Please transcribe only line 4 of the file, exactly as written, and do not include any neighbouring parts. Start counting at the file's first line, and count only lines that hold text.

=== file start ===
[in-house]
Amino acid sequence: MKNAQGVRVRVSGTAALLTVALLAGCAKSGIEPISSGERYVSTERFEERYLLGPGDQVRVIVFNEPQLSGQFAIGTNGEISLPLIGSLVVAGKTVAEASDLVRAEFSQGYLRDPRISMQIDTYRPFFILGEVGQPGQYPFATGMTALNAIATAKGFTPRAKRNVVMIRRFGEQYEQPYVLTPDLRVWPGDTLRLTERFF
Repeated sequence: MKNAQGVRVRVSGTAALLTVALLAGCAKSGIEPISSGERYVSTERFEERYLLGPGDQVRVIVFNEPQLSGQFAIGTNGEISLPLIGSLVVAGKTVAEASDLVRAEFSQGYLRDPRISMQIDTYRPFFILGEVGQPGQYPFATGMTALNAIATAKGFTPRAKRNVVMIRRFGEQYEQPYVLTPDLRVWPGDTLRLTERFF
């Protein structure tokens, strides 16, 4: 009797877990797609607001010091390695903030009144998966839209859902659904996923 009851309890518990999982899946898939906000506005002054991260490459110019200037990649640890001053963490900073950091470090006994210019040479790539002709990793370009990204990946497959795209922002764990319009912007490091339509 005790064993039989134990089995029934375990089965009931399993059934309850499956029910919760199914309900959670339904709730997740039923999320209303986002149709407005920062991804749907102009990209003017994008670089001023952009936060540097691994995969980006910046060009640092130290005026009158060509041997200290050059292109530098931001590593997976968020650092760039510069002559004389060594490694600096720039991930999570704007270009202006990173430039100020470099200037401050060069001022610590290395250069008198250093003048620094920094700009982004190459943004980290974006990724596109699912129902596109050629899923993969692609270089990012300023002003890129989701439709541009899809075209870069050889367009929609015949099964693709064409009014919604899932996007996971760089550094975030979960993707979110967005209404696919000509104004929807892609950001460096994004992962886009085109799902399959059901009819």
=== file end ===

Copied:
């Protein structure tokens, strides 16, 4: 009797877990797609607001010091390695903030009144998966839209859902659904996923 009851309890518990999982899946898939906000506005002054991260490459110019200037990649640890001053963490900073950091470090006994210019040479790539002709990793370009990204990946497959795209922002764990319009912007490091339509 005790064993039989134990089995029934375990089965009931399993059934309850499956029910919760199914309900959670339904709730997740039923999320209303986002149709407005920062991804749907102009990209003017994008670089001023952009936060540097691994995969980006910046060009640092130290005026009158060509041997200290050059292109530098931001590593997976968020650092760039510069002559004389060594490694600096720039991930999570704007270009202006990173430039100020470099200037401050060069001022610590290395250069008198250093003048620094920094700009982004190459943004980290974006990724596109699912129902596109050629899923993969692609270089990012300023002003890129989701439709541009899809075209870069050889367009929609015949099964693709064409009014919604899932996007996971760089550094975030979960993707979110967005209404696919000509104004929807892609950001460096994004992962886009085109799902399959059901009819």